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House Bill 789 (HB789) is accompanied in the Senate by Senate Bill 750. The bills are currently identical.
HB789 amends various statutes relating to visitation rights to provide great-grandparents and even step-grandparents the same rights grandparents currently receive in cases involving child dependency or the termination of parental rights. The intent of the bill is that a great-grandparent would be able to remain involved in the child's life when the parent is unable or unwilling to care for their child(ren).
HB789 will also repeal the current statute relating to grandparent visitation. Current law allows grandparents to petition the court for visitation rights in cases of divorce, when a parent abandons the child, or the child is born out of wedlock.
HB789 will create a new section of law that would allow a grandparent to petition the court for visitation when 1) the parents are deceased, missing, or in a permanent vegetative state, or 2) when a parent is deceased, missing, or in a permanent vegetative state and the other parent has been convicted of a felony or offense of violence. In order for the petition to be considered the court will determine in a preliminary hearing whether the grandparent has made a prima facie showing of parental unfitness or significant harm to the child.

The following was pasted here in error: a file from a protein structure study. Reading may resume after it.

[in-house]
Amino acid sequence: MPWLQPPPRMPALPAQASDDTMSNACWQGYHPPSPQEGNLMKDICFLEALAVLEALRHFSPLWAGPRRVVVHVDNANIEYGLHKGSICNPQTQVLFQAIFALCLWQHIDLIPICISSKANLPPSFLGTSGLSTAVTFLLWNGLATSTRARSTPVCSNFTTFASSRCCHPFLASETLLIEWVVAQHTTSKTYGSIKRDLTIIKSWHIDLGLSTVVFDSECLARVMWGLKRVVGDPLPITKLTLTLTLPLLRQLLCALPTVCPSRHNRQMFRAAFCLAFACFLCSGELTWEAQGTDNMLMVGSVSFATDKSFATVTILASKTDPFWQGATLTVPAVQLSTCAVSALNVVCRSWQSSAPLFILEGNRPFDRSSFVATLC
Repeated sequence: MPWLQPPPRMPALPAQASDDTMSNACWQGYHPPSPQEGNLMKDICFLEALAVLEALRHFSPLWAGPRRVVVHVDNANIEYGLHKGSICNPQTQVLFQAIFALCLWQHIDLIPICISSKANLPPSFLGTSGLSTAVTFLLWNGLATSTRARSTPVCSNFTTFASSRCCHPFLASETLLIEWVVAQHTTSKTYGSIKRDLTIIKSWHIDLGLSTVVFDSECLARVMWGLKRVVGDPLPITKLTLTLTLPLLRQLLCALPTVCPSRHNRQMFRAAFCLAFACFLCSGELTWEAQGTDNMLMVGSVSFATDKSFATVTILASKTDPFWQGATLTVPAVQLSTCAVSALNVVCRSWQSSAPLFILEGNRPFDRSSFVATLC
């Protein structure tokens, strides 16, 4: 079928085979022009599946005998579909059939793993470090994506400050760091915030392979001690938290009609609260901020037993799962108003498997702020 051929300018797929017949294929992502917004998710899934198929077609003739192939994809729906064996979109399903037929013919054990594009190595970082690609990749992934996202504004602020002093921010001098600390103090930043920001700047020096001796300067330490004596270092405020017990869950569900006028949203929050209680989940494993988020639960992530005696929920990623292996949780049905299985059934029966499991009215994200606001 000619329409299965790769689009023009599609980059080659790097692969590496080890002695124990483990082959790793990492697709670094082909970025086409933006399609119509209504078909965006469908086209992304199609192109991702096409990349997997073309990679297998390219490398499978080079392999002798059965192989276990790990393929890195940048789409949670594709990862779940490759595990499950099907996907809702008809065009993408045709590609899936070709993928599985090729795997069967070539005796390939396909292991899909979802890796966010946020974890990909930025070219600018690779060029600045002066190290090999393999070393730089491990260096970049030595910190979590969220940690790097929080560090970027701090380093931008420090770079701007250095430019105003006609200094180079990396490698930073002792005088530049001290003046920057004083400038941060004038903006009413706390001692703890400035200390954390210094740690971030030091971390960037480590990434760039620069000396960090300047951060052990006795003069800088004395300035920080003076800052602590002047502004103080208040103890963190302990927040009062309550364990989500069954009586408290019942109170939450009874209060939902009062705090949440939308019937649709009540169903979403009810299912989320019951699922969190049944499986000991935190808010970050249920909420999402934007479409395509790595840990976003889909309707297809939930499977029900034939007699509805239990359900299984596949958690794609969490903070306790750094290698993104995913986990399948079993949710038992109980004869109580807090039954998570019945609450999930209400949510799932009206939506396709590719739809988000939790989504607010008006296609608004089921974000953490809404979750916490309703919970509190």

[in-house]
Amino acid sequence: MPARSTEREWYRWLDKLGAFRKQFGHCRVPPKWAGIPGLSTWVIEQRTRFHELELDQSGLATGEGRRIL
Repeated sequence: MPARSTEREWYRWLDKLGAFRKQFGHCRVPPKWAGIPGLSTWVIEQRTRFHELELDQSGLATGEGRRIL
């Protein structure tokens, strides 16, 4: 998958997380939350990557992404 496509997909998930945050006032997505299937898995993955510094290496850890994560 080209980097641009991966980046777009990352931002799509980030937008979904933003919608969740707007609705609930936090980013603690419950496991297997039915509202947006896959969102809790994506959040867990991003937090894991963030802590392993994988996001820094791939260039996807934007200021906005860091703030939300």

Once this is shown then the court will consider the petition for grandparent visitation and will determine whether it is in the child's best interest based upon a number of factors. One of those factors will be whether the granting of the petition for visitation rights by the grandparent will cause material harm to the parent-child relationship.
Overall, HSLDA is neutral on this bill. However, we believe this bill takes the proper balance between parental rights and the interest of grandparents (and great-grandparents) in the continued involvement with their grandchildren when the family unit has broken down.
02/14/2014 (House) Referred to Justice Subcommittee; referred to Civil Justice Subcommittee; referred to Judiciary Committee; referred to Healthy Families Subcommittee.
03/04/2014 (House) Introduced; First reading
Over the years, HSLDA has represented member families in conflict with grandparents who did not like homeschooling. These grandparents would try to stop the homeschooling through various means including turning the family over to the child welfare services. Thankfully, most grandparents we come in contact with at HSLDA support home schooling and in some situations even participate in the teaching.
HB789 would limit the right of grandparents in Florida to petition the court for visitation rights. If this bill becomes law, existing statutes that allow grandparents to petition the court for visitation would be repealed and a new right to petition the court for visitation would only be permitted when a parent (or both parents) is/are missing, dead, or permanently incapacitated in a vegetative state and the other parent has been convicted of a felony or other offense of violence.
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